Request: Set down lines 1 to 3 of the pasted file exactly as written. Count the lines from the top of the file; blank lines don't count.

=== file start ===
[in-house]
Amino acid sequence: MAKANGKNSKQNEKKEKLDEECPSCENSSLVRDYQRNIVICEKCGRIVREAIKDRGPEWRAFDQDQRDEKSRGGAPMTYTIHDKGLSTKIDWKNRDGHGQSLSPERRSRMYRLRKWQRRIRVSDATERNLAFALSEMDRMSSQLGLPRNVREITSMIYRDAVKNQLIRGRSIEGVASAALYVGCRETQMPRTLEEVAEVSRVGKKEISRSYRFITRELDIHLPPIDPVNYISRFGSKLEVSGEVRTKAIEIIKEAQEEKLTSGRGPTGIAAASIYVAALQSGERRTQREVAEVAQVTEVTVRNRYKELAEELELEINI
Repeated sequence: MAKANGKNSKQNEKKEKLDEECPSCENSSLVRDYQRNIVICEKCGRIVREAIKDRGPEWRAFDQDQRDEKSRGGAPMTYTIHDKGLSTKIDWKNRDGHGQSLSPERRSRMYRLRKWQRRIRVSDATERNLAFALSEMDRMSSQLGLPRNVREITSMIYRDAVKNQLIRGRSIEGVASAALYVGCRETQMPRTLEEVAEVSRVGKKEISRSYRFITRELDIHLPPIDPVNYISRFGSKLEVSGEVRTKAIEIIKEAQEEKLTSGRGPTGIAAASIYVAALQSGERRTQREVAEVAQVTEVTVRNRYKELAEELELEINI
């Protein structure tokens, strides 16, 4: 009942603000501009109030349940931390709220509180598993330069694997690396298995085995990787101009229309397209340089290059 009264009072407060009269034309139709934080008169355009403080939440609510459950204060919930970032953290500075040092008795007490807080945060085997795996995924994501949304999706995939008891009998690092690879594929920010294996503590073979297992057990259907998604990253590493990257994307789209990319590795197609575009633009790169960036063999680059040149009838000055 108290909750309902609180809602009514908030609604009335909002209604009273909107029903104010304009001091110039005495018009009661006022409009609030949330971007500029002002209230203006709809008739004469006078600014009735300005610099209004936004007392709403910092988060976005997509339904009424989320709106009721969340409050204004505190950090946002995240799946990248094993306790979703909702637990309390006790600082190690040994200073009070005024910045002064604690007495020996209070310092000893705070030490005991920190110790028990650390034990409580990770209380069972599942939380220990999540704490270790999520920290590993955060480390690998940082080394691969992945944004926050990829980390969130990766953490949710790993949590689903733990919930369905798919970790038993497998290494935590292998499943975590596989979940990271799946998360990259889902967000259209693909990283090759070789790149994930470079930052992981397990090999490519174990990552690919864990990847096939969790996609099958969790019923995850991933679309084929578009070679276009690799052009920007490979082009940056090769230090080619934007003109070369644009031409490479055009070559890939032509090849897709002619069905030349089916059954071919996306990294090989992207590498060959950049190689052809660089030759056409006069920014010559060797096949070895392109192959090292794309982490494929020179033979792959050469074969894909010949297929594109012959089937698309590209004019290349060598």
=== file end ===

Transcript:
[in-house]
Amino acid sequence: MAKANGKNSKQNEKKEKLDEECPSCENSSLVRDYQRNIVICEKCGRIVREAIKDRGPEWRAFDQDQRDEKSRGGAPMTYTIHDKGLSTKIDWKNRDGHGQSLSPERRSRMYRLRKWQRRIRVSDATERNLAFALSEMDRMSSQLGLPRNVREITSMIYRDAVKNQLIRGRSIEGVASAALYVGCRETQMPRTLEEVAEVSRVGKKEISRSYRFITRELDIHLPPIDPVNYISRFGSKLEVSGEVRTKAIEIIKEAQEEKLTSGRGPTGIAAASIYVAALQSGERRTQREVAEVAQVTEVTVRNRYKELAEELELEINI
Repeated sequence: MAKANGKNSKQNEKKEKLDEECPSCENSSLVRDYQRNIVICEKCGRIVREAIKDRGPEWRAFDQDQRDEKSRGGAPMTYTIHDKGLSTKIDWKNRDGHGQSLSPERRSRMYRLRKWQRRIRVSDATERNLAFALSEMDRMSSQLGLPRNVREITSMIYRDAVKNQLIRGRSIEGVASAALYVGCRETQMPRTLEEVAEVSRVGKKEISRSYRFITRELDIHLPPIDPVNYISRFGSKLEVSGEVRTKAIEIIKEAQEEKLTSGRGPTGIAAASIYVAALQSGERRTQREVAEVAQVTEVTVRNRYKELAEELELEINI